# How to test if vectors are equidistributed on the unit sphere

I can create a large collection of normalized real valued $n$-dimensional vectors from some random process which I hypothesis should be equidistributed on the unit sphere. I would like to test this hypothesis.

• What is a good way numerically to test if vectors are equidistributed on the unit sphere? I am writing computer code so I will be testing that way
• Is there some way to visualise the distribution given that my vectors are in $n$ dimensions?
• It will probably help to read the answers to this question: math.stackexchange.com/questions/44689/… One of the techniques given can be generalized from three dimensions to $n$ (according to the answer). Apr 2, 2016 at 11:08
• @bubba Isn't that about generating vectors rather than testing is already generated ones are uniformly distributed on the unit sphere?
– user35671
Apr 2, 2016 at 11:18
• This is related to the sphere covering problem. You can check how they measure equidistribution in that context. Apr 2, 2016 at 11:48
• Yes, it's about generating random vectors, but I still thought it might be relevant Apr 2, 2016 at 12:14
• An overview of uniformity tests on the hypersphere: arxiv.org/pdf/1804.00286.pdf Jan 6 at 0:19

In the whole vector space defined by your normalised vectors in $\mathbb{R}^n$, you can try to find the inner product of the vectors (in $\mathcal{L}_2$ space) and with the output, you can decide whether it is equidistributed on the unit sphere (n-dimension).

This is one of the numerically reliable method.

• The set of unit vectors is a vector space?? I don't think so. Apr 2, 2016 at 11:00
• in the $\mathcal{L}_2$ space, where the (n-dimensional) normalised vector lies. Apr 2, 2016 at 12:28

From this paper by Cai, Fan, Jiang: you can calculate angles $$\theta_{ij}$$ between pairs of vectors $$\vec{v}_i$$, $$\vec{v}_j$$ from your collection, $$1 \leq i < j \leq N$$ (where $$N$$ is the total number of vectors). If the vectors have a uniform distribution on the $$(n-1)$$-sphere, then these angles should be distributed according to $$h(\theta) = \frac{1}{\sqrt{\pi}} \frac{\Gamma\left(\frac{n}{2}\right)}{\Gamma\left(\frac{n-1}{2}\right)} \cdot \left(\sin \theta\right)^{n-2}, \quad \theta\in[0,\pi],$$ where $$\Gamma(n)$$ is the gamma function. This is a necessary condition for the uniform distribution on a sphere. And if I understand correctly, it is also sufficient (correct me if I am wrong - I am not an expert on this topic).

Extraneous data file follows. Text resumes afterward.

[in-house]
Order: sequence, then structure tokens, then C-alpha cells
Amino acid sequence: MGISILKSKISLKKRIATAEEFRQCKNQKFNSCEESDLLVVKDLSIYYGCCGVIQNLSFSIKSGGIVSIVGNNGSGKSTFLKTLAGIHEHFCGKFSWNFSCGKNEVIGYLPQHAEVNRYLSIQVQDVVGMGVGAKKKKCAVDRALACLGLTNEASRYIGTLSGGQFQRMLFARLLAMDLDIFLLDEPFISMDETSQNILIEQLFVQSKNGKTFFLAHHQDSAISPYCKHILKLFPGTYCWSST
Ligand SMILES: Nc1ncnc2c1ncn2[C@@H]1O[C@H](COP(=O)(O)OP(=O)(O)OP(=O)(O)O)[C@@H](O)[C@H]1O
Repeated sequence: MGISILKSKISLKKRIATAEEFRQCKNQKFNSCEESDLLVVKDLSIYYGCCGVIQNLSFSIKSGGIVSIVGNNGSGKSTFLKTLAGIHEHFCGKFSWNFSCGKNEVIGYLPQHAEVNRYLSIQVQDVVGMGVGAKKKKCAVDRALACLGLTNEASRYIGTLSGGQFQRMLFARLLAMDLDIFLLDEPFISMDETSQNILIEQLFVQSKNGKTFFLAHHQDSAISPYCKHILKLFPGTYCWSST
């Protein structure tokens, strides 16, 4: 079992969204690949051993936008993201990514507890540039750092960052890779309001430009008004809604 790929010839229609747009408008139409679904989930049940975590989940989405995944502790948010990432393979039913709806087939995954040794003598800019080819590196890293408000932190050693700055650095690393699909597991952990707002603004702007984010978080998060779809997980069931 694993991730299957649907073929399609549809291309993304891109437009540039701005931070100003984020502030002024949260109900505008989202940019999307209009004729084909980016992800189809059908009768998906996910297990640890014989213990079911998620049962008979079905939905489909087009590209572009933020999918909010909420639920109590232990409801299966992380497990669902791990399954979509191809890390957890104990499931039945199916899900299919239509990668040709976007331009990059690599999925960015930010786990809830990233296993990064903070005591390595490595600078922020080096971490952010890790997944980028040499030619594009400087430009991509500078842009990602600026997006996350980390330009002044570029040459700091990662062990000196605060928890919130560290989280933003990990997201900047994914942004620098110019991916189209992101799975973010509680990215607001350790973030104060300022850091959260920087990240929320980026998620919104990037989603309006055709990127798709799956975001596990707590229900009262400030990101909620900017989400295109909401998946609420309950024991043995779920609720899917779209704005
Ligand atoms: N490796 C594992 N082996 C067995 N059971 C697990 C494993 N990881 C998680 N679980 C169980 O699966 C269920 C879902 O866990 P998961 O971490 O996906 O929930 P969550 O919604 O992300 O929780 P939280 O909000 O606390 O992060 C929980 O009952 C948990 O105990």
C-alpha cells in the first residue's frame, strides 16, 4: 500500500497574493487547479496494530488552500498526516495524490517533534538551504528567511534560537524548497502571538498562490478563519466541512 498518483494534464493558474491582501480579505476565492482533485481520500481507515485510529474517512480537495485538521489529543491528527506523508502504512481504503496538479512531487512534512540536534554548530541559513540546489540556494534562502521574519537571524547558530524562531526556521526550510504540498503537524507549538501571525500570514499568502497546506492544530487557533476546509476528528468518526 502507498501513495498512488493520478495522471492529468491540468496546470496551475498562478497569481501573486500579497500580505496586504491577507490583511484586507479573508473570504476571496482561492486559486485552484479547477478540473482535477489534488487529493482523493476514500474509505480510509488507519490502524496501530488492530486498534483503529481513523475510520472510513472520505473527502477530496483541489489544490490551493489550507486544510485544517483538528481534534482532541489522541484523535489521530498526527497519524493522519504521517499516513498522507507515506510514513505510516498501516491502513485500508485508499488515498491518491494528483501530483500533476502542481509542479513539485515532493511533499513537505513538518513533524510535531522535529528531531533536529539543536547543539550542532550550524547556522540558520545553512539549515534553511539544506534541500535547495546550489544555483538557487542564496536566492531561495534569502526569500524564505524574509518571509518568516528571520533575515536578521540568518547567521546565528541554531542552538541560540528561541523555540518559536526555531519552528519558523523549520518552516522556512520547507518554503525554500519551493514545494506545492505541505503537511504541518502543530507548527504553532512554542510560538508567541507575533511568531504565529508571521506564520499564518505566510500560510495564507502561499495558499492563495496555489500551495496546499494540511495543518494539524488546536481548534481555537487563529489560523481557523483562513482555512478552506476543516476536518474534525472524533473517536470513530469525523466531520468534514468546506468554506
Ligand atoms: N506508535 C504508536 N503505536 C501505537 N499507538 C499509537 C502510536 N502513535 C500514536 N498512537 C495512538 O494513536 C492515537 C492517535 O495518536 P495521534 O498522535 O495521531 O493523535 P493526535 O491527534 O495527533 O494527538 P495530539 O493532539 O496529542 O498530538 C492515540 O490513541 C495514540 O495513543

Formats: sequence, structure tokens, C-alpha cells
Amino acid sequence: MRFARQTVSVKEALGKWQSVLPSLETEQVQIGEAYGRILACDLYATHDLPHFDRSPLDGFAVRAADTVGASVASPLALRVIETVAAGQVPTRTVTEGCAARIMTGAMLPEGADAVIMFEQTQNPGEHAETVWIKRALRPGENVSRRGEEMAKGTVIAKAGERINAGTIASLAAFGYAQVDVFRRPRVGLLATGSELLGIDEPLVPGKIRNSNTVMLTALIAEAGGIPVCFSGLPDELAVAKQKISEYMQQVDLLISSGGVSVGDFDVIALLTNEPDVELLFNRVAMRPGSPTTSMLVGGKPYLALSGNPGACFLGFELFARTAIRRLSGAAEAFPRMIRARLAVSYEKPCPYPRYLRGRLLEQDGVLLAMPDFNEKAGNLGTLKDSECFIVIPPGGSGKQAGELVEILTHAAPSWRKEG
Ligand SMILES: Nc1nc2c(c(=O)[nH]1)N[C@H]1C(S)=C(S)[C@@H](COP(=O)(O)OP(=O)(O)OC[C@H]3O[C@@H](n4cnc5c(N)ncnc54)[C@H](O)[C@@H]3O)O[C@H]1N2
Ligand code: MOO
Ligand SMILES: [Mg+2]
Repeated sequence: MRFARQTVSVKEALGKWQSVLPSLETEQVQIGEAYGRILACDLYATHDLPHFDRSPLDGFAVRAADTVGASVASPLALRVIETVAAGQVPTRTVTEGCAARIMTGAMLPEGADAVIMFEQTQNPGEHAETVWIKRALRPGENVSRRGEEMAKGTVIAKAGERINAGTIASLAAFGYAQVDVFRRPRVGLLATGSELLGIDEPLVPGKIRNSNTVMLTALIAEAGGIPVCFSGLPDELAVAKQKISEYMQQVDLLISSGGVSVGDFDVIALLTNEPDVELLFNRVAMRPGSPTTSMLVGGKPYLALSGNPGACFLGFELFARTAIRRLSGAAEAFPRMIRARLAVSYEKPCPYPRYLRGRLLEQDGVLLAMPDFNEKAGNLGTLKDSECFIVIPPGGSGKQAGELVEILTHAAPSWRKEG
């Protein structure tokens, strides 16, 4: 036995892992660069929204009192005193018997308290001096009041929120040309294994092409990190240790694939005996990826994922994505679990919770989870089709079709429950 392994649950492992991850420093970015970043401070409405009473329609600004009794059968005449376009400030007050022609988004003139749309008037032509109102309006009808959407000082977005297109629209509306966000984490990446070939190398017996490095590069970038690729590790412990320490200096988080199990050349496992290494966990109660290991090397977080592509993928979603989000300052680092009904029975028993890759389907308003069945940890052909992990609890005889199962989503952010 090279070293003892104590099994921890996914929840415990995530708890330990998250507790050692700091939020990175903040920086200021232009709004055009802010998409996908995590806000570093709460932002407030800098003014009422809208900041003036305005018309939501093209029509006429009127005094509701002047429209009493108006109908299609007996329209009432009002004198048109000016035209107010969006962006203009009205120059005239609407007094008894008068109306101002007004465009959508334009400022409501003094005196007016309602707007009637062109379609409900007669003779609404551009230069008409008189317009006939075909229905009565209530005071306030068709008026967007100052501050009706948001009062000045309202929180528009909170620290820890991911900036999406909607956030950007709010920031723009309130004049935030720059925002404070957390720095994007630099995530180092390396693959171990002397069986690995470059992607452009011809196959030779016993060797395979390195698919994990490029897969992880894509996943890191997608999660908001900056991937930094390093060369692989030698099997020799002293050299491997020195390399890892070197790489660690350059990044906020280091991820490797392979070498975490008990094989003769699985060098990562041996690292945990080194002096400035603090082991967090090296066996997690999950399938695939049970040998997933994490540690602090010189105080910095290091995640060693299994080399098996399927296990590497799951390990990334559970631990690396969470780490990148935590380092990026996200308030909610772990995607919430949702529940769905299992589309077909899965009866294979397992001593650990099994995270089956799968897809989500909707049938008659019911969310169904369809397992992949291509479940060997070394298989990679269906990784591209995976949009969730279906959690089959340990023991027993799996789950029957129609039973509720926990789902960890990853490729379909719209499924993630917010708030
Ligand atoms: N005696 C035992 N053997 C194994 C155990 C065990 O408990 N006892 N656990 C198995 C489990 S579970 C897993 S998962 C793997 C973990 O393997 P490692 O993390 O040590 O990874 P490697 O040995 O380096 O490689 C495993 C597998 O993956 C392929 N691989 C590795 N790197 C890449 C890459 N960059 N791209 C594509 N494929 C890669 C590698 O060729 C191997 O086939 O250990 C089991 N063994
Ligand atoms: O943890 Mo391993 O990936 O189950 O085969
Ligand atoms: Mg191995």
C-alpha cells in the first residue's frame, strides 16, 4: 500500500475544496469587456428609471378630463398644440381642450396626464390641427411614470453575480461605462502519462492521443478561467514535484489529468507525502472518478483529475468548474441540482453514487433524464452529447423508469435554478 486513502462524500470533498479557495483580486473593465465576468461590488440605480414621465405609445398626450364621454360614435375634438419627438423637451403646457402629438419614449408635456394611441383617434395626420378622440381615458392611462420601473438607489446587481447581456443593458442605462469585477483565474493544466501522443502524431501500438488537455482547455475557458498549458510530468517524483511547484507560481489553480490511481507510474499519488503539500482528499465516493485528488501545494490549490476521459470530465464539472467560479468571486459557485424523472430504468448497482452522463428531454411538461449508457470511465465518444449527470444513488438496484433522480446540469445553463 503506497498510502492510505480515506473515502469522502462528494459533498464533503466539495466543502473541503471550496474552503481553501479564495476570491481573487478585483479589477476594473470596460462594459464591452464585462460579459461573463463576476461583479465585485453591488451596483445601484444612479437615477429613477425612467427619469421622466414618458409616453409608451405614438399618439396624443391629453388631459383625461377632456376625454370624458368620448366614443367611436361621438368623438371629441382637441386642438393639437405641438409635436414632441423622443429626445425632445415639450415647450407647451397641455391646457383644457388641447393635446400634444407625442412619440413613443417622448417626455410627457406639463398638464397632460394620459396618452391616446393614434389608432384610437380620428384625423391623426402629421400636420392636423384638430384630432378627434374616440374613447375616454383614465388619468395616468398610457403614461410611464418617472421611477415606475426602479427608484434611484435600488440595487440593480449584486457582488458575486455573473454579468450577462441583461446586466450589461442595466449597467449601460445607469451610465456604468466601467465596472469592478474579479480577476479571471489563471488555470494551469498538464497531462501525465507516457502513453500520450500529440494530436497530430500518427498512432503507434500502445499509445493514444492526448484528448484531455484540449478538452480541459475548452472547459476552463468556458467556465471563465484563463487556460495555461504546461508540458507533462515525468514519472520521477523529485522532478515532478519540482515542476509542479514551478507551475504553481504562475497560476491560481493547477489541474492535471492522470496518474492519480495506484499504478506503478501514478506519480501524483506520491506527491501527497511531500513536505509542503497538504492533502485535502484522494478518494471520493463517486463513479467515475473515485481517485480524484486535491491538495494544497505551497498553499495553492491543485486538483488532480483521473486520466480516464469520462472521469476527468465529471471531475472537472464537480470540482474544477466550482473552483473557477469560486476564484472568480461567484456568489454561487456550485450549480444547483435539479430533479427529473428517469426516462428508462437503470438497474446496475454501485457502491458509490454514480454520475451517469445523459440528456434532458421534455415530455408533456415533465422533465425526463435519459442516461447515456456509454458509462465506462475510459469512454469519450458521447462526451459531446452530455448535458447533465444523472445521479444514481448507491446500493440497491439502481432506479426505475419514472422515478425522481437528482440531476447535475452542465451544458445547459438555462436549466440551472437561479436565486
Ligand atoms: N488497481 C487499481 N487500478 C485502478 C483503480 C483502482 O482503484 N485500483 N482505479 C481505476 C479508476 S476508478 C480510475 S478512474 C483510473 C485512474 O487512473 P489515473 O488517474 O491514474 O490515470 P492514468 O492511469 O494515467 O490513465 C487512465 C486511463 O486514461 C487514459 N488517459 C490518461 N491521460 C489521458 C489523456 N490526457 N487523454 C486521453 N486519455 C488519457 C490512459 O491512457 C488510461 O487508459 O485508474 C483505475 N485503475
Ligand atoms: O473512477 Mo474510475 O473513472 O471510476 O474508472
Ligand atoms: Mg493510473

Here is a code in python that illustrates this.

import numpy as np
from numpy import sqrt, sin, arccos, pi
from numpy.linalg import norm
from scipy.special import gamma
import matplotlib.pyplot as plt

n = 15      # space dimension
N = 10000   # number of vectors

# Generate vectors (columns of v) uniformly distributed on the (n-1)-sphere
v = np.random.normal(0, 1, (n, N))
v_norms = norm(v, axis=0)
v = v / v_norms

# Calculate the angles between pairs of vectors
thetas = v.T @ v
thetas = thetas[np.triu_indices_from(thetas, 1)]
thetas = arccos(thetas)

# Plotting
fig, ax = plt.subplots(figsize=(14, 8), tight_layout=True)
ax.set_ylabel('pdf', fontsize=20)
ax.set_xlabel(r'$$\theta_{ij}$$', fontsize=20)
ax.hist(thetas, bins='auto', density=True, label='observed distribution')
x = np.linspace(0, pi, num=1000)
ax.plot(x, 1/sqrt(pi) * gamma(n/2)/gamma((n-1)/2) * (sin(x))**(n-2), color='red', linestyle='--', label=r'$$\frac{1}{\sqrt{\pi}} \frac{\Gamma(n/2)}{\Gamma\left(\frac{n-1}{2}\right)} \left(\sin(\theta)\right)^{n-2}$$')
plt.legend(loc='upper right', prop={'size': 18}, markerscale=4)
ax.set_xlim(0, pi)

plt.show()


P.S. Book "Symmetric Multivariate and Related Distributions" by Fang, Kotz, Ng (1990) is another relevant reading on this topic.

• Real nice, works great Mar 3 at 13:00

I would proceed on the basis that a (hollow) sphere with $N$ mass = $1$ points uniformly distributed shall have mass-centre (1st moment) =$0$, moment of inertia (2nd moment) = $\rho (n)N$, around any ax. Where $\rho (n) = 2/3$ in the case $n=3$, while for the n-dimensional sphere in general it shall be calculated .

Therefore the $n$-vector of the mass-centre and that of the inertia could be a start to statistically evaluate the hypothesis of uniform distribution.